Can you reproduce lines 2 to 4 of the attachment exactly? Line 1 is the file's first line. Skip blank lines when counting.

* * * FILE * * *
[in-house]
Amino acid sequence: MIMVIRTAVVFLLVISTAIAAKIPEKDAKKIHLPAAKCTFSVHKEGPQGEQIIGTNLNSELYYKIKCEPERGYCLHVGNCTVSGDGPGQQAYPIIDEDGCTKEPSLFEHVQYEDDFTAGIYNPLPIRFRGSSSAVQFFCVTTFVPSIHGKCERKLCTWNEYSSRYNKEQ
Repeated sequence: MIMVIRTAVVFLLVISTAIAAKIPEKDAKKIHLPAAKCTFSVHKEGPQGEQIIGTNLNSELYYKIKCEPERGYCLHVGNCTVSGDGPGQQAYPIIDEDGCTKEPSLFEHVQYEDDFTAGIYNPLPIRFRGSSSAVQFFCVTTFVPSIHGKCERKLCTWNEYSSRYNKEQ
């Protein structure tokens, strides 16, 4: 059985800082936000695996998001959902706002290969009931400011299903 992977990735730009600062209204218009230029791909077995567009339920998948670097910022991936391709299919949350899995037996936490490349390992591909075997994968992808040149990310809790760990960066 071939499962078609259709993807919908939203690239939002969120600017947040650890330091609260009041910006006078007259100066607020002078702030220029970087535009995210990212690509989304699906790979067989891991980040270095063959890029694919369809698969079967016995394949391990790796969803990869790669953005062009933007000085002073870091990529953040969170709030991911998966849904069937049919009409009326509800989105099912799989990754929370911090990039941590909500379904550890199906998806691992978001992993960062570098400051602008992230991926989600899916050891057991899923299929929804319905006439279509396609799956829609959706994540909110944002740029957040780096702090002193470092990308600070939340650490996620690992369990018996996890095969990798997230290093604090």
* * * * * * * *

Amino acid sequence: MIMVIRTAVVFLLVISTAIAAKIPEKDAKKIHLPAAKCTFSVHKEGPQGEQIIGTNLNSELYYKIKCEPERGYCLHVGNCTVSGDGPGQQAYPIIDEDGCTKEPSLFEHVQYEDDFTAGIYNPLPIRFRGSSSAVQFFCVTTFVPSIHGKCERKLCTWNEYSSRYNKEQ
Repeated sequence: MIMVIRTAVVFLLVISTAIAAKIPEKDAKKIHLPAAKCTFSVHKEGPQGEQIIGTNLNSELYYKIKCEPERGYCLHVGNCTVSGDGPGQQAYPIIDEDGCTKEPSLFEHVQYEDDFTAGIYNPLPIRFRGSSSAVQFFCVTTFVPSIHGKCERKLCTWNEYSSRYNKEQ
């Protein structure tokens, strides 16, 4: 059985800082936000695996998001959902706002290969009931400011299903 992977990735730009600062209204218009230029791909077995567009339920998948670097910022991936391709299919949350899995037996936490490349390992591909075997994968992808040149990310809790760990960066 071939499962078609259709993807919908939203690239939002969120600017947040650890330091609260009041910006006078007259100066607020002078702030220029970087535009995210990212690509989304699906790979067989891991980040270095063959890029694919369809698969079967016995394949391990790796969803990869790669953005062009933007000085002073870091990529953040969170709030991911998966849904069937049919009409009326509800989105099912799989990754929370911090990039941590909500379904550890199906998806691992978001992993960062570098400051602008992230991926989600899916050891057991899923299929929804319905006439279509396609799956829609959706994540909110944002740029957040780096702090002193470092990308600070939340650490996620690992369990018996996890095969990798997230290093604090």